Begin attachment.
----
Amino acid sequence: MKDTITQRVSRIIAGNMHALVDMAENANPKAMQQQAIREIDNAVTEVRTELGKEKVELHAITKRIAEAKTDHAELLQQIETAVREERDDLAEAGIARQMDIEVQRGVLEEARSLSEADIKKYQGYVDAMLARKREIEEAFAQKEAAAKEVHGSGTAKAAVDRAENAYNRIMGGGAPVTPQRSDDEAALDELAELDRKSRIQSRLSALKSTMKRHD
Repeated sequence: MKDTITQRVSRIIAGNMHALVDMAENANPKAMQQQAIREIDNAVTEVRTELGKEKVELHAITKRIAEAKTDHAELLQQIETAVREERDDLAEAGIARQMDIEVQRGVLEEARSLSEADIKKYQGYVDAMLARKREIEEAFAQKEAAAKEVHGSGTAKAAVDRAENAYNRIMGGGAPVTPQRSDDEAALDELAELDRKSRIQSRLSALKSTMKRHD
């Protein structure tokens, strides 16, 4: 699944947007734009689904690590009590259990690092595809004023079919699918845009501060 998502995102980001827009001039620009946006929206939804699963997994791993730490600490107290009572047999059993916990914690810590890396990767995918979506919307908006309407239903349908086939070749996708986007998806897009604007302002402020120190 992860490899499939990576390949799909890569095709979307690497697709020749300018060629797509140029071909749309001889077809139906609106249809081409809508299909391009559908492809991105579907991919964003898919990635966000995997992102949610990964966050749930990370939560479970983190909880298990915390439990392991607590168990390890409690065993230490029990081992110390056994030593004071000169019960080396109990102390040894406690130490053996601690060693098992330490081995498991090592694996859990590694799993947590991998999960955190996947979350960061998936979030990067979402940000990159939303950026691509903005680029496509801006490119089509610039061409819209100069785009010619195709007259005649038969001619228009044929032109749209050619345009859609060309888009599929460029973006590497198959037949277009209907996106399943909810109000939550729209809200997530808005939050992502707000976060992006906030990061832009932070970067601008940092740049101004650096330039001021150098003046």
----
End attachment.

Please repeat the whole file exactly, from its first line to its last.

Amino acid sequence: MKDTITQRVSRIIAGNMHALVDMAENANPKAMQQQAIREIDNAVTEVRTELGKEKVELHAITKRIAEAKTDHAELLQQIETAVREERDDLAEAGIARQMDIEVQRGVLEEARSLSEADIKKYQGYVDAMLARKREIEEAFAQKEAAAKEVHGSGTAKAAVDRAENAYNRIMGGGAPVTPQRSDDEAALDELAELDRKSRIQSRLSALKSTMKRHD
Repeated sequence: MKDTITQRVSRIIAGNMHALVDMAENANPKAMQQQAIREIDNAVTEVRTELGKEKVELHAITKRIAEAKTDHAELLQQIETAVREERDDLAEAGIARQMDIEVQRGVLEEARSLSEADIKKYQGYVDAMLARKREIEEAFAQKEAAAKEVHGSGTAKAAVDRAENAYNRIMGGGAPVTPQRSDDEAALDELAELDRKSRIQSRLSALKSTMKRHD
């Protein structure tokens, strides 16, 4: 699944947007734009689904690590009590259990690092595809004023079919699918845009501060 998502995102980001827009001039620009946006929206939804699963997994791993730490600490107290009572047999059993916990914690810590890396990767995918979506919307908006309407239903349908086939070749996708986007998806897009604007302002402020120190 992860490899499939990576390949799909890569095709979307690497697709020749300018060629797509140029071909749309001889077809139906609106249809081409809508299909391009559908492809991105579907991919964003898919990635966000995997992102949610990964966050749930990370939560479970983190909880298990915390439990392991607590168990390890409690065993230490029990081992110390056994030593004071000169019960080396109990102390040894406690130490053996601690060693098992330490081995498991090592694996859990590694799993947590991998999960955190996947979350960061998936979030990067979402940000990159939303950026691509903005680029496509801006490119089509610039061409819209100069785009010619195709007259005649038969001619228009044929032109749209050619345009859609060309888009599929460029973006590497198959037949277009209907996106399943909810109000939550729209809200997530808005939050992502707000976060992006906030990061832009932070970067601008940092740049101004650096330039001021150098003046």